I dun know enough of both to give a fair statement, however, whatever choice you make, really KNOW what it is, and stick to it for the next 3-5 years!
Don't focus on the superficial, things like color etc should be post process one, so shouldn't really matter. Go for what matters in your photography!
also, i want to ask u, if u taking night photo of ur family sitting along the bay, infront of the esplanade, cbd as backdrop, without tripod and flash, how to take a properly exposed family & backdrop? i only know how to do it with flash & tripod, hence, camera is not so important liao. having a faster lens may help abit, but not as much as the flash & tripod.
Last edited by denniskee; 18th August 2010 at 12:34 AM.
photography makes one sees things from all angles.
A flash is not hard to use, and is very easy to use too.
There's only so much f1.2 and ISO 25,600 can do. Plus, you lose sharpness and you get all the noise present in your photo.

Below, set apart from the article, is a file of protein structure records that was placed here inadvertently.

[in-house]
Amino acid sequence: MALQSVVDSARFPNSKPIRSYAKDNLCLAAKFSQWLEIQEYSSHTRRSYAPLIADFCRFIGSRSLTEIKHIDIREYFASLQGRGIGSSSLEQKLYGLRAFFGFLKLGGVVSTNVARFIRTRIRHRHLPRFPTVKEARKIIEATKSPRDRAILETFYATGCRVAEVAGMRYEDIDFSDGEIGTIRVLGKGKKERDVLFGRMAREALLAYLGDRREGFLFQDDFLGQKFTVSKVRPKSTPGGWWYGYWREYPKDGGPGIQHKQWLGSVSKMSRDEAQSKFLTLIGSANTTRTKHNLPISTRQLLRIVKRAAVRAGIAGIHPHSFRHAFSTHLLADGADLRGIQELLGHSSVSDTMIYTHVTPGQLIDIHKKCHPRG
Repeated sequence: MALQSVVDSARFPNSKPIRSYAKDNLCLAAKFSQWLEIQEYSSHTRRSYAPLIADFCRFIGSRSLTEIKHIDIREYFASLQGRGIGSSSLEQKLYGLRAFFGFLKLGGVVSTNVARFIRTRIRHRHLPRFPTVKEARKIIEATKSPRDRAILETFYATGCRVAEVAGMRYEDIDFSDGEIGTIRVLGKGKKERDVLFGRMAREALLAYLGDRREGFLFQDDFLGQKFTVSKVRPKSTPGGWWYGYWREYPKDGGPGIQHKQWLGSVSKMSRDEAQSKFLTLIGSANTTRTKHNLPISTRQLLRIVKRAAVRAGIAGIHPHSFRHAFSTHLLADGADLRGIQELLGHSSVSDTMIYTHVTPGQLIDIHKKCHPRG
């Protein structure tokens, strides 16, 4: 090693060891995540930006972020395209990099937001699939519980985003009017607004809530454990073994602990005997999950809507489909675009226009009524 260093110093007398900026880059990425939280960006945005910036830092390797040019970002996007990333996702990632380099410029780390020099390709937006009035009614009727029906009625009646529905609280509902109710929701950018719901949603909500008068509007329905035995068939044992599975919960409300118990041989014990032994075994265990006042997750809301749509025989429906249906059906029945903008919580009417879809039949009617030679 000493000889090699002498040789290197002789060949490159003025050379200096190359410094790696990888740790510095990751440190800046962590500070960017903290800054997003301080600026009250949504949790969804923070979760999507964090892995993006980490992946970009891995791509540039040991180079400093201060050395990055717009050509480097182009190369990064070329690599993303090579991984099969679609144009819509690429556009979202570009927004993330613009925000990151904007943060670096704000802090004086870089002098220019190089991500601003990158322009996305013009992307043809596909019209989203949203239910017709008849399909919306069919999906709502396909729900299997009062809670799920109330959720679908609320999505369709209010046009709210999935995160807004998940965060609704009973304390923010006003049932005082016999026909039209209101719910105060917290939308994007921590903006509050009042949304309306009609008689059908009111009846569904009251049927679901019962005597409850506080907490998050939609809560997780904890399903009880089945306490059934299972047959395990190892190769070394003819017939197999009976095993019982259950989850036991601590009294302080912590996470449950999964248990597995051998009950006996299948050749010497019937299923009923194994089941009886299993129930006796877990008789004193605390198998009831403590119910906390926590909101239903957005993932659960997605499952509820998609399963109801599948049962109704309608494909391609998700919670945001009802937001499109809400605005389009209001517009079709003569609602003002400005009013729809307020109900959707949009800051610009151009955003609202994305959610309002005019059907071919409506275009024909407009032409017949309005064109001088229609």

Of course, the best is to have fast lenses and a flash. Learn how to use natural light and flashes.
Under the Vast Sky.
most newbies find it difficult to take people with brightly lited backdrop like cbd area at night as mentioned in the situation i posted above is because they are likely to end up with either :
1) blur picture
didnt use tripod when shutter speed is too slow to be hand held.
2) under exposed people but sharp & properly exposed cbd backdrop
didnt use flash, but atleast photog used tripod.
3) blur but propely exposed people but sharp but over exposed cbd backdrop
a) didnt use flash, but had set exposure for the people after metering with partial / spot metering mode, but atleast photog used tripod.